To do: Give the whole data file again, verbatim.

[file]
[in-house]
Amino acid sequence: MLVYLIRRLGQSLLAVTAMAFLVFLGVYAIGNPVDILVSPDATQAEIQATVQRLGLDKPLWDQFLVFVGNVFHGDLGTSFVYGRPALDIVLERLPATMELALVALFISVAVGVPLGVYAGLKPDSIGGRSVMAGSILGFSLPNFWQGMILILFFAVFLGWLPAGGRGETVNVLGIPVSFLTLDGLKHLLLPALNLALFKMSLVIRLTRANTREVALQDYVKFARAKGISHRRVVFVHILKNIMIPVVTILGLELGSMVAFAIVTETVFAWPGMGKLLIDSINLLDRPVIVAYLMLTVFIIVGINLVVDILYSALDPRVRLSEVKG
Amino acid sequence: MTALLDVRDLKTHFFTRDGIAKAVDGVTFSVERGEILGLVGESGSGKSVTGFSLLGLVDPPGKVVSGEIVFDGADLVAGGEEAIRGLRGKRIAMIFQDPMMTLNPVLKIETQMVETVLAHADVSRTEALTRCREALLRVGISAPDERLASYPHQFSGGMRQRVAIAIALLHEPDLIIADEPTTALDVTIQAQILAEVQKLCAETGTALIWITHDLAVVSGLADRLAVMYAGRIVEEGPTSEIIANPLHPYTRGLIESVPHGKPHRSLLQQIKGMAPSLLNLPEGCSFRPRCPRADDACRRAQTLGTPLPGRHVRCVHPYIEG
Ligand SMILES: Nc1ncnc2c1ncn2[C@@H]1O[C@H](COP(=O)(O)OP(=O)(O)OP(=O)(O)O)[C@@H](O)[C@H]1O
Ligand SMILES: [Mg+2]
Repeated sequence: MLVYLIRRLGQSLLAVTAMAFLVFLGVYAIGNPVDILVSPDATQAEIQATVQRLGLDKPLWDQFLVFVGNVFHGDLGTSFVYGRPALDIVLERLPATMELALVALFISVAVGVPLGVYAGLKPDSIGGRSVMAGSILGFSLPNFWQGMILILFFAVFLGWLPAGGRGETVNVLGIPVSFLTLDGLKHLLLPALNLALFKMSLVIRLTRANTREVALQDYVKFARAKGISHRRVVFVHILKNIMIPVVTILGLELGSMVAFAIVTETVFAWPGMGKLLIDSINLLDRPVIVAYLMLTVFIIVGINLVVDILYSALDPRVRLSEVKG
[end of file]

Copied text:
[in-house]
Amino acid sequence: MLVYLIRRLGQSLLAVTAMAFLVFLGVYAIGNPVDILVSPDATQAEIQATVQRLGLDKPLWDQFLVFVGNVFHGDLGTSFVYGRPALDIVLERLPATMELALVALFISVAVGVPLGVYAGLKPDSIGGRSVMAGSILGFSLPNFWQGMILILFFAVFLGWLPAGGRGETVNVLGIPVSFLTLDGLKHLLLPALNLALFKMSLVIRLTRANTREVALQDYVKFARAKGISHRRVVFVHILKNIMIPVVTILGLELGSMVAFAIVTETVFAWPGMGKLLIDSINLLDRPVIVAYLMLTVFIIVGINLVVDILYSALDPRVRLSEVKG
Amino acid sequence: MTALLDVRDLKTHFFTRDGIAKAVDGVTFSVERGEILGLVGESGSGKSVTGFSLLGLVDPPGKVVSGEIVFDGADLVAGGEEAIRGLRGKRIAMIFQDPMMTLNPVLKIETQMVETVLAHADVSRTEALTRCREALLRVGISAPDERLASYPHQFSGGMRQRVAIAIALLHEPDLIIADEPTTALDVTIQAQILAEVQKLCAETGTALIWITHDLAVVSGLADRLAVMYAGRIVEEGPTSEIIANPLHPYTRGLIESVPHGKPHRSLLQQIKGMAPSLLNLPEGCSFRPRCPRADDACRRAQTLGTPLPGRHVRCVHPYIEG
Ligand SMILES: Nc1ncnc2c1ncn2[C@@H]1O[C@H](COP(=O)(O)OP(=O)(O)OP(=O)(O)O)[C@@H](O)[C@H]1O
Ligand SMILES: [Mg+2]
Repeated sequence: MLVYLIRRLGQSLLAVTAMAFLVFLGVYAIGNPVDILVSPDATQAEIQATVQRLGLDKPLWDQFLVFVGNVFHGDLGTSFVYGRPALDIVLERLPATMELALVALFISVAVGVPLGVYAGLKPDSIGGRSVMAGSILGFSLPNFWQGMILILFFAVFLGWLPAGGRGETVNVLGIPVSFLTLDGLKHLLLPALNLALFKMSLVIRLTRANTREVALQDYVKFARAKGISHRRVVFVHILKNIMIPVVTILGLELGSMVAFAIVTETVFAWPGMGKLLIDSINLLDRPVIVAYLMLTVFIIVGINLVVDILYSALDPRVRLSEVKG